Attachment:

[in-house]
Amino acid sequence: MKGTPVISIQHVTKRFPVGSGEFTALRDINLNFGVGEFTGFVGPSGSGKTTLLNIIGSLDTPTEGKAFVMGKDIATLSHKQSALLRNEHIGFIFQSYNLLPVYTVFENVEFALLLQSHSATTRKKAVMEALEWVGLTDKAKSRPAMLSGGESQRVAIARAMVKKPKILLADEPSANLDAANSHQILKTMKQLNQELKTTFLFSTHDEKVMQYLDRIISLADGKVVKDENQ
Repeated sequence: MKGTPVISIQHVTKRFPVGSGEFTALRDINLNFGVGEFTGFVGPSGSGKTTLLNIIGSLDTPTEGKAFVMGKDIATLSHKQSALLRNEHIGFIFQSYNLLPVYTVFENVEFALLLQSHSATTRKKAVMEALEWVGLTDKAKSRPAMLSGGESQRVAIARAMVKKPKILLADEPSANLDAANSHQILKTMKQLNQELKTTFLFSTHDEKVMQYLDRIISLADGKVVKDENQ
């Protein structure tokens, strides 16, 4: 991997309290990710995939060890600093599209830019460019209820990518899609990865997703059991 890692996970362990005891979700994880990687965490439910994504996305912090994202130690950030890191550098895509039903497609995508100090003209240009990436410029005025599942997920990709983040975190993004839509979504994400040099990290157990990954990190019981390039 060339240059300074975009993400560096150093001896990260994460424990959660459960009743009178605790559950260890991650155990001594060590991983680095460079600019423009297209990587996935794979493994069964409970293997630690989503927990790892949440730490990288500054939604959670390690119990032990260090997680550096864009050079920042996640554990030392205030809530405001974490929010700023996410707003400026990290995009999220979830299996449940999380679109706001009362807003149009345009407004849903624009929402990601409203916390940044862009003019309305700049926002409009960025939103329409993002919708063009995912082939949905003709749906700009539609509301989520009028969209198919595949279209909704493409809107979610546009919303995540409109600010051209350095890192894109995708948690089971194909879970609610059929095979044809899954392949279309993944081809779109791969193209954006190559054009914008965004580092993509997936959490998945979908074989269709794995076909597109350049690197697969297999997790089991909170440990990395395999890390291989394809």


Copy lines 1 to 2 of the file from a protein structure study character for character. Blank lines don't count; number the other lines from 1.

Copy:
[in-house]
Amino acid sequence: MKGTPVISIQHVTKRFPVGSGEFTALRDINLNFGVGEFTGFVGPSGSGKTTLLNIIGSLDTPTEGKAFVMGKDIATLSHKQSALLRNEHIGFIFQSYNLLPVYTVFENVEFALLLQSHSATTRKKAVMEALEWVGLTDKAKSRPAMLSGGESQRVAIARAMVKKPKILLADEPSANLDAANSHQILKTMKQLNQELKTTFLFSTHDEKVMQYLDRIISLADGKVVKDENQ